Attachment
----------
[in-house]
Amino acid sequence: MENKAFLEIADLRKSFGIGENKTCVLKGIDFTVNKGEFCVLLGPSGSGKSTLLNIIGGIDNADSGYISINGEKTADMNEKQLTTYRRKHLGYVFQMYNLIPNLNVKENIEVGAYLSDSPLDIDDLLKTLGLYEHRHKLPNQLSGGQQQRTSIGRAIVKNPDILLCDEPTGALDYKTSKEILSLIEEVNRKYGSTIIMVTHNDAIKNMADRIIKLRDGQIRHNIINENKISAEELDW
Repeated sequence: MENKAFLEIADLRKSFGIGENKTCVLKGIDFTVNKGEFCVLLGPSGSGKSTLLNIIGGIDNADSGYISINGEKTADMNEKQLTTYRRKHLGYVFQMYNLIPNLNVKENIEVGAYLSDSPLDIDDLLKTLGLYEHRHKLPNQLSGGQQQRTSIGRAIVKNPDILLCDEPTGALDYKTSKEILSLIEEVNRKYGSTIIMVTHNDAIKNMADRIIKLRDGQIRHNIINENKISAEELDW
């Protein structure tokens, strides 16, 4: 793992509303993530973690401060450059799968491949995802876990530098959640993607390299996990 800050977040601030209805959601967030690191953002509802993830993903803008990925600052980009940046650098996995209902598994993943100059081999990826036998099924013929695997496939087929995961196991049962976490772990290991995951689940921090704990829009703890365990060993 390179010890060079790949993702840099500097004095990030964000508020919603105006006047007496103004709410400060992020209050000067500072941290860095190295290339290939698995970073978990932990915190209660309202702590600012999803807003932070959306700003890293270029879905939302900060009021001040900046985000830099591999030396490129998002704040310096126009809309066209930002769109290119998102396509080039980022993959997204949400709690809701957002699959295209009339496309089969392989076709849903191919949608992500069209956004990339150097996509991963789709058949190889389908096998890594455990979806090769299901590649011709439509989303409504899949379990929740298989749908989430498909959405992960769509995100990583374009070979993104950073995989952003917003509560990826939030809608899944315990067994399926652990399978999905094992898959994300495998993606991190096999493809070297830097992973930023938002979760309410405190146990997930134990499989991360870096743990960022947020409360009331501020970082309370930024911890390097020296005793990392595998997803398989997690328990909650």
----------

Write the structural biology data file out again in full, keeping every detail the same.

[in-house]
Amino acid sequence: MENKAFLEIADLRKSFGIGENKTCVLKGIDFTVNKGEFCVLLGPSGSGKSTLLNIIGGIDNADSGYISINGEKTADMNEKQLTTYRRKHLGYVFQMYNLIPNLNVKENIEVGAYLSDSPLDIDDLLKTLGLYEHRHKLPNQLSGGQQQRTSIGRAIVKNPDILLCDEPTGALDYKTSKEILSLIEEVNRKYGSTIIMVTHNDAIKNMADRIIKLRDGQIRHNIINENKISAEELDW
Repeated sequence: MENKAFLEIADLRKSFGIGENKTCVLKGIDFTVNKGEFCVLLGPSGSGKSTLLNIIGGIDNADSGYISINGEKTADMNEKQLTTYRRKHLGYVFQMYNLIPNLNVKENIEVGAYLSDSPLDIDDLLKTLGLYEHRHKLPNQLSGGQQQRTSIGRAIVKNPDILLCDEPTGALDYKTSKEILSLIEEVNRKYGSTIIMVTHNDAIKNMADRIIKLRDGQIRHNIINENKISAEELDW
């Protein structure tokens, strides 16, 4: 793992509303993530973690401060450059799968491949995802876990530098959640993607390299996990 800050977040601030209805959601967030690191953002509802993830993903803008990925600052980009940046650098996995209902598994993943100059081999990826036998099924013929695997496939087929995961196991049962976490772990290991995951689940921090704990829009703890365990060993 390179010890060079790949993702840099500097004095990030964000508020919603105006006047007496103004709410400060992020209050000067500072941290860095190295290339290939698995970073978990932990915190209660309202702590600012999803807003932070959306700003890293270029879905939302900060009021001040900046985000830099591999030396490129998002704040310096126009809309066209930002769109290119998102396509080039980022993959997204949400709690809701957002699959295209009339496309089969392989076709849903191919949608992500069209956004990339150097996509991963789709058949190889389908096998890594455990979806090769299901590649011709439509989303409504899949379990929740298989749908989430498909959405992960769509995100990583374009070979993104950073995989952003917003509560990826939030809608899944315990067994399926652990399978999905094992898959994300495998993606991190096999493809070297830097992973930023938002979760309410405190146990997930134990499989991360870096743990960022947020409360009331501020970082309370930024911890390097020296005793990392595998997803398989997690328990909650």